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- What is prazosin-oral, and how does it work (mechanism of action)?
- What brand names are available for prazosin-oral?
- Is prazosin-oral available as a generic drug?
- Do I need a prescription for prazosin-oral?
- What are the side effects of prazosin-oral?
- What is the dosage for prazosin-oral?
- Which drugs or supplements interact with prazosin-oral?
- Is prazosin-oral safe to take if I'm pregnant or breastfeeding?
- What else should I know about prazosin-oral?
What is prazosin-oral, and how does it work (mechanism of action)?
Prazosin (Minipress) is an oral medicine used to treat high blood pressure. Prazosin is a competitive alpha-1 adrenergic receptor blocker. By blocking alpha-1 receptors on muscle cesll that surround blood vessels, prazosin causes vasodilation (widening) of the blood vessels, and consequently decreases the resistance of blood flow. The overall benefit of its use is a decrease in blood pressure.
Prazosin seems to have a bigger impact on reducing the diastolic blood pressure than systolic blood pressure. Diastolic blood pressure is indicated by the second set of numbers in the blood pressure reading and corresponds to the minimum pressure in the arteries when the heart muscles are relaxed and the chambers of the heart are filling with blood.
Prazosin was approved by the FDA in 1976.
What are the side effects of prazosin-oral?
The most common side effects associated with prazosin treatment include:
Patients can lower their chance of feeling dizzy or passing out by:
- rising slowing from a sitting or lying position,
- climbing stairs slowly,
- avoiding alcohol, and
- drinking lots of water especially in hot weather or while being active.
Additionally, patients should have their blood pressure checked regularly.
Less common side effects include:
- water retention (edema),
- orthostatic hypotension,
- shortness of breath,
- fainting (syncope),
- motion sickness,
- urinary frequency,
- blurred vision,
- reddened sclera,
- dry mouth, and nasal
Rare side effects include:
- stomach pain,
- liver problems,
- tachycardia (fast heartbeat),
- paresthesia (numbness, tingling, burning, prickling),
- hair loss,
- urinary incontinence (loss of bladder control),
- sexual dysfunction,
- prolonged erection,
- ringing in the ears,
- fever, and
- joint pain.
Other side effects reported in post-marketing trials include:
What is the dosage for prazosin-oral?
- The dose of prazosin should be adjusted based on the individual patient response.
- For the treatment of high blood pressure: Most patients are started with 1 mg by mouth 2-3 times a day. To decrease the risk of orthostatic hypotension the first dose may be given at bedtime. Orthostatic hypotension is a drop in blood pressure when standing up from a sitting or lying position. Dosage may be increased gradually over time to a total daily dose of 20 mg given in multiple doses.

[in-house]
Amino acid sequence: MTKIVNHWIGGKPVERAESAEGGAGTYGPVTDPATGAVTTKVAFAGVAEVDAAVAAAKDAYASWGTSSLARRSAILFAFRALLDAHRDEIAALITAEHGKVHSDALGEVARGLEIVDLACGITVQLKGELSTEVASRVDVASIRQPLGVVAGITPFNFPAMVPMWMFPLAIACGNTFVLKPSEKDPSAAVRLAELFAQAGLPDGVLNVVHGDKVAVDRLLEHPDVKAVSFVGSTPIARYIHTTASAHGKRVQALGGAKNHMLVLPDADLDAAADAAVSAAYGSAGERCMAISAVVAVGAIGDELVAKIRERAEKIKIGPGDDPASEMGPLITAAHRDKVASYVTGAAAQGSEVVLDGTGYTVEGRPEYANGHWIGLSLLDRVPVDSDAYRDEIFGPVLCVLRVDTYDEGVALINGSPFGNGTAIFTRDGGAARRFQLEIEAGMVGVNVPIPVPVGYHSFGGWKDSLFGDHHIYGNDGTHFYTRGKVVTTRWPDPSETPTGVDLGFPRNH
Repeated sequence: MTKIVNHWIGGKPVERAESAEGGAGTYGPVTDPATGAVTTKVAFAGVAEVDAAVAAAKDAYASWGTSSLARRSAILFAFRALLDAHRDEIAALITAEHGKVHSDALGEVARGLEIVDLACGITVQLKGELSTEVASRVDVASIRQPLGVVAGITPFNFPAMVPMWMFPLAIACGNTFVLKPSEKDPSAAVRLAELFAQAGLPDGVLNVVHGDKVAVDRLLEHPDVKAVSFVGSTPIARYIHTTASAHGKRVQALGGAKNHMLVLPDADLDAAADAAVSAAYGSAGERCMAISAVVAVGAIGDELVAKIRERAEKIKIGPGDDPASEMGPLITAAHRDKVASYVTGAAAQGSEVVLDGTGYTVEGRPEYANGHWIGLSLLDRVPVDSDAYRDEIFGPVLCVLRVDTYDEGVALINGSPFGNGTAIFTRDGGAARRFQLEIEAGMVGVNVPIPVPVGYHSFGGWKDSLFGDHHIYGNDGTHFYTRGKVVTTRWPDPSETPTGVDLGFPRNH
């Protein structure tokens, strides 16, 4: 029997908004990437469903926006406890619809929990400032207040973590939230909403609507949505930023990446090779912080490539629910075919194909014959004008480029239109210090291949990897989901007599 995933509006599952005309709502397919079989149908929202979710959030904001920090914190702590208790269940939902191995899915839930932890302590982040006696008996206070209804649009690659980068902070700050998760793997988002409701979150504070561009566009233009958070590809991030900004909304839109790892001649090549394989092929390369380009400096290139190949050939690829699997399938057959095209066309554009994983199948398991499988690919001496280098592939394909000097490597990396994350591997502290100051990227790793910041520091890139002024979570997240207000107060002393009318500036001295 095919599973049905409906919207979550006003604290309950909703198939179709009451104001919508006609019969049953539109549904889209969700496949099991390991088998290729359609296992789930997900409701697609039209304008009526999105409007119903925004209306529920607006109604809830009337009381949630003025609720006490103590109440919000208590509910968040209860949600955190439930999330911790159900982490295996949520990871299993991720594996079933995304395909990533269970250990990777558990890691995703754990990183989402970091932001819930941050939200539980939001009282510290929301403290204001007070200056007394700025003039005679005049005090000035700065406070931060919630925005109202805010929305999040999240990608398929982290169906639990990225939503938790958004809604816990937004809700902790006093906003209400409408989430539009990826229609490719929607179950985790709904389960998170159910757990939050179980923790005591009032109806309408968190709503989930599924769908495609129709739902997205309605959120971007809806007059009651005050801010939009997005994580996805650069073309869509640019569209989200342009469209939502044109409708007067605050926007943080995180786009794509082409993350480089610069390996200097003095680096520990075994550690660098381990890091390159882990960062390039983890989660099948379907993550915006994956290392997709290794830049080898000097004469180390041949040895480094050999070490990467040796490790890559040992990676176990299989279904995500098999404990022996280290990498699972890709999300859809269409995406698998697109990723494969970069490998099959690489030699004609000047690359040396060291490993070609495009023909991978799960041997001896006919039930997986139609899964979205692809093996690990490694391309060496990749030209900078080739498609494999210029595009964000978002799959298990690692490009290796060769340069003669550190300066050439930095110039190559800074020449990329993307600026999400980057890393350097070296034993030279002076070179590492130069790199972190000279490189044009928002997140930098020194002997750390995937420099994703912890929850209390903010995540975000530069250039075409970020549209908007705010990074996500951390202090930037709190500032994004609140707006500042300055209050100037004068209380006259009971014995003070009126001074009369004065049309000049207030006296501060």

- If adding another blood pressure lowering agent or water pill (diuretic) to prazosin therapy, the dose of prazosin should be reduced to 1-2 mg by mouth three times a day, followed by slow increases in dose as needed.
- As elderly patients are more sensitive to the side effects of low blood pressure, dose reduction in the elderly is necessary. Most elderly patients are started on 1 mg by mouth 1-2 times daily.
- The safety and effectiveness of prazosin in children has not been established.
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Which drugs or supplements interact with prazosin-oral?
Use of prazosin with other blood pressure lowering medicines or water pills may cause an additive blood pressure lowering effect.
Use of phosphodiesterase-5 (PDE-5) inhibitors, for example, sildenafil (Viagra), tadalafil (Cialis), vardenafil (Levitra) with prazosin can also cause an additive decrease in blood pressure. To decrease the risk of precipitating side effects associated with low blood pressure, the lowest possible dose of PDE-5 inhibitors should be used in patients taking prazosin.
Is prazosin-oral safe to take if I'm pregnant or breastfeeding?
There are no adequate and well controlled studies of prazosin use in pregnancy. Prazosin should be used during pregnancy only if the potential benefit justifies the potential risk to the mother and the unborn baby. Prazosin is classified as FDA pregnancy risk category C (adverse effects in animals but inadequate data in humans).
What else should I know about prazosin-oral?
What preparations of prazosin-oral are available?
Oral capsules: 1, 2, and 5 mg.